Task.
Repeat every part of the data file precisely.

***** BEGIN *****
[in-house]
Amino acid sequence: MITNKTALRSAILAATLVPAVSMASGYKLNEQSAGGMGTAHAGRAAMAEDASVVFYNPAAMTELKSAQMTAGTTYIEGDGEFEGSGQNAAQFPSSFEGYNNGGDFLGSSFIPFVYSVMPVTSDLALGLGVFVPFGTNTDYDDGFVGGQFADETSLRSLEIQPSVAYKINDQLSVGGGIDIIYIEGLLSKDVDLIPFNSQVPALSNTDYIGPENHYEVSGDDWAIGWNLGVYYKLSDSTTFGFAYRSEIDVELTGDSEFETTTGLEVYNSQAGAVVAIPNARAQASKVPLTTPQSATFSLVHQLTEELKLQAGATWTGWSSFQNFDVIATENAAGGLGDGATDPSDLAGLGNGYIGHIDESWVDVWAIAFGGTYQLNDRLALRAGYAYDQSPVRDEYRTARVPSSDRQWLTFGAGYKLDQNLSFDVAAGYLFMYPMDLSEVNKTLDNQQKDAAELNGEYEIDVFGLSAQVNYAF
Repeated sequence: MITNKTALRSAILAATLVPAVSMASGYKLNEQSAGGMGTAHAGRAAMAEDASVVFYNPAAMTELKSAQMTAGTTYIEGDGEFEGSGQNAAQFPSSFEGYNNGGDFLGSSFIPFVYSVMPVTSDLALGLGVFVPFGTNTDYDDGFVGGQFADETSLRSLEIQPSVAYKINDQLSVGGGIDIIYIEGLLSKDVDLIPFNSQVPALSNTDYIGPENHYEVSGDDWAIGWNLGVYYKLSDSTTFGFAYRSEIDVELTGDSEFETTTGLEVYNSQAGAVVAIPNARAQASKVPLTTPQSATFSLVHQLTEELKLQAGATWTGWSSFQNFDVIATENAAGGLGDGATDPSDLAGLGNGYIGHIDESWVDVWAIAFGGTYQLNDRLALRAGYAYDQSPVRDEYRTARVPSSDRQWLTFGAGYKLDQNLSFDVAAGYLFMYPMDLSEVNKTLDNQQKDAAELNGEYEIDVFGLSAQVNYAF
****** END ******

[in-house]
Amino acid sequence: MITNKTALRSAILAATLVPAVSMASGYKLNEQSAGGMGTAHAGRAAMAEDASVVFYNPAAMTELKSAQMTAGTTYIEGDGEFEGSGQNAAQFPSSFEGYNNGGDFLGSSFIPFVYSVMPVTSDLALGLGVFVPFGTNTDYDDGFVGGQFADETSLRSLEIQPSVAYKINDQLSVGGGIDIIYIEGLLSKDVDLIPFNSQVPALSNTDYIGPENHYEVSGDDWAIGWNLGVYYKLSDSTTFGFAYRSEIDVELTGDSEFETTTGLEVYNSQAGAVVAIPNARAQASKVPLTTPQSATFSLVHQLTEELKLQAGATWTGWSSFQNFDVIATENAAGGLGDGATDPSDLAGLGNGYIGHIDESWVDVWAIAFGGTYQLNDRLALRAGYAYDQSPVRDEYRTARVPSSDRQWLTFGAGYKLDQNLSFDVAAGYLFMYPMDLSEVNKTLDNQQKDAAELNGEYEIDVFGLSAQVNYAF
Repeated sequence: MITNKTALRSAILAATLVPAVSMASGYKLNEQSAGGMGTAHAGRAAMAEDASVVFYNPAAMTELKSAQMTAGTTYIEGDGEFEGSGQNAAQFPSSFEGYNNGGDFLGSSFIPFVYSVMPVTSDLALGLGVFVPFGTNTDYDDGFVGGQFADETSLRSLEIQPSVAYKINDQLSVGGGIDIIYIEGLLSKDVDLIPFNSQVPALSNTDYIGPENHYEVSGDDWAIGWNLGVYYKLSDSTTFGFAYRSEIDVELTGDSEFETTTGLEVYNSQAGAVVAIPNARAQASKVPLTTPQSATFSLVHQLTEELKLQAGATWTGWSSFQNFDVIATENAAGGLGDGATDPSDLAGLGNGYIGHIDESWVDVWAIAFGGTYQLNDRLALRAGYAYDQSPVRDEYRTARVPSSDRQWLTFGAGYKLDQNLSFDVAAGYLFMYPMDLSEVNKTLDNQQKDAAELNGEYEIDVFGLSAQVNYAF